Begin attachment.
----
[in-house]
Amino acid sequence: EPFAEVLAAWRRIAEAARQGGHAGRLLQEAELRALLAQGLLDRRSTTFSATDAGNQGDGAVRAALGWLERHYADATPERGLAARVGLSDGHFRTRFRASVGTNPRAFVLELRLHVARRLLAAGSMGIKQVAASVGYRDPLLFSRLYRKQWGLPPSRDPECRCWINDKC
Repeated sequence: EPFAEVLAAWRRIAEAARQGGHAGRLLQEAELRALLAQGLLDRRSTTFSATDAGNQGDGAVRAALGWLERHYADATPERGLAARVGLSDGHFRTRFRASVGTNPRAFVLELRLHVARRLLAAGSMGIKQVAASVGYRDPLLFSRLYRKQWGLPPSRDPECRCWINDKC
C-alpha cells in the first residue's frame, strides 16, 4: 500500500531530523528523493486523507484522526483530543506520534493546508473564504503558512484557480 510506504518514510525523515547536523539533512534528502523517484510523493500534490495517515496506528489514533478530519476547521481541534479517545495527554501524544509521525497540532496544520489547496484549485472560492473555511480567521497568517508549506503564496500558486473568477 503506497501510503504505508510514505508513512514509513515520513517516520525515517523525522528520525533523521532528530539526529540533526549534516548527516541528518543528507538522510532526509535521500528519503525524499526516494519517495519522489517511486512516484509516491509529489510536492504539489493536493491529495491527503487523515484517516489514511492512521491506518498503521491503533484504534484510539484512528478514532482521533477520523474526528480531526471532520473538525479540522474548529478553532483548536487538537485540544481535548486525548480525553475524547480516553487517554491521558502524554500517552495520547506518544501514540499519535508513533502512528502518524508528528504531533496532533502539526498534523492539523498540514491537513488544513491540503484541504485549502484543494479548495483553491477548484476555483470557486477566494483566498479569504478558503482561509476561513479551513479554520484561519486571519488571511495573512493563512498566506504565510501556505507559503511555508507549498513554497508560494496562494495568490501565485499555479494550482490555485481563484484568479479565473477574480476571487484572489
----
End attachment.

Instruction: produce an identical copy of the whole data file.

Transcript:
[in-house]
Amino acid sequence: EPFAEVLAAWRRIAEAARQGGHAGRLLQEAELRALLAQGLLDRRSTTFSATDAGNQGDGAVRAALGWLERHYADATPERGLAARVGLSDGHFRTRFRASVGTNPRAFVLELRLHVARRLLAAGSMGIKQVAASVGYRDPLLFSRLYRKQWGLPPSRDPECRCWINDKC
Repeated sequence: EPFAEVLAAWRRIAEAARQGGHAGRLLQEAELRALLAQGLLDRRSTTFSATDAGNQGDGAVRAALGWLERHYADATPERGLAARVGLSDGHFRTRFRASVGTNPRAFVLELRLHVARRLLAAGSMGIKQVAASVGYRDPLLFSRLYRKQWGLPPSRDPECRCWINDKC
C-alpha cells in the first residue's frame, strides 16, 4: 500500500531530523528523493486523507484522526483530543506520534493546508473564504503558512484557480 510506504518514510525523515547536523539533512534528502523517484510523493500534490495517515496506528489514533478530519476547521481541534479517545495527554501524544509521525497540532496544520489547496484549485472560492473555511480567521497568517508549506503564496500558486473568477 503506497501510503504505508510514505508513512514509513515520513517516520525515517523525522528520525533523521532528530539526529540533526549534516548527516541528518543528507538522510532526509535521500528519503525524499526516494519517495519522489517511486512516484509516491509529489510536492504539489493536493491529495491527503487523515484517516489514511492512521491506518498503521491503533484504534484510539484512528478514532482521533477520523474526528480531526471532520473538525479540522474548529478553532483548536487538537485540544481535548486525548480525553475524547480516553487517554491521558502524554500517552495520547506518544501514540499519535508513533502512528502518524508528528504531533496532533502539526498534523492539523498540514491537513488544513491540503484541504485549502484543494479548495483553491477548484476555483470557486477566494483566498479569504478558503482561509476561513479551513479554520484561519486571519488571511495573512493563512498566506504565510501556505507559503511555508507549498513554497508560494496562494495568490501565485499555479494550482490555485481563484484568479479565473477574480476571487484572489